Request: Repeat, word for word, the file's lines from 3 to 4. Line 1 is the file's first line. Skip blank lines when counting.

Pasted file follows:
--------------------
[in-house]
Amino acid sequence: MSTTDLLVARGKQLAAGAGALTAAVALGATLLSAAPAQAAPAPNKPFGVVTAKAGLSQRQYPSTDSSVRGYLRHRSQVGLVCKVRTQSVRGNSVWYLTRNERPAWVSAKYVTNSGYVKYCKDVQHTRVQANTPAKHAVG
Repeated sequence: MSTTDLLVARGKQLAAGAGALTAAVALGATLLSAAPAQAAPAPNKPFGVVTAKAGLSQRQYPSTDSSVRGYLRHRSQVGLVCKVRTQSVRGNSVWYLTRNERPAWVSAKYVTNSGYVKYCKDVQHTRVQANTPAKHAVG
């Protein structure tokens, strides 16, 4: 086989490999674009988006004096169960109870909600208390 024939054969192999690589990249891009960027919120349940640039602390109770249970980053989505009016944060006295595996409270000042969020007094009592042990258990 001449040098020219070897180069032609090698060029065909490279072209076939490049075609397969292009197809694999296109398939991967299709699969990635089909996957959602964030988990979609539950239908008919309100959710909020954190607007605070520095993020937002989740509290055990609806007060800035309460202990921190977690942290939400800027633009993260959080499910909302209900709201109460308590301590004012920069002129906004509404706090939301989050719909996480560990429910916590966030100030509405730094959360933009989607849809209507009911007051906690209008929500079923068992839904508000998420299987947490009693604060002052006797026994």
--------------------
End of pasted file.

Repeated sequence: MSTTDLLVARGKQLAAGAGALTAAVALGATLLSAAPAQAAPAPNKPFGVVTAKAGLSQRQYPSTDSSVRGYLRHRSQVGLVCKVRTQSVRGNSVWYLTRNERPAWVSAKYVTNSGYVKYCKDVQHTRVQANTPAKHAVG
């Protein structure tokens, strides 16, 4: 086989490999674009988006004096169960109870909600208390 024939054969192999690589990249891009960027919120349940640039602390109770249970980053989505009016944060006295595996409270000042969020007094009592042990258990 001449040098020219070897180069032609090698060029065909490279072209076939490049075609397969292009197809694999296109398939991967299709699969990635089909996957959602964030988990979609539950239908008919309100959710909020954190607007605070520095993020937002989740509290055990609806007060800035309460202990921190977690942290939400800027633009993260959080499910909302209900709201109460308590301590004012920069002129906004509404706090939301989050719909996480560990429910916590966030100030509405730094959360933009989607849809209507009911007051906690209008929500079923068992839904508000998420299987947490009693604060002052006797026994």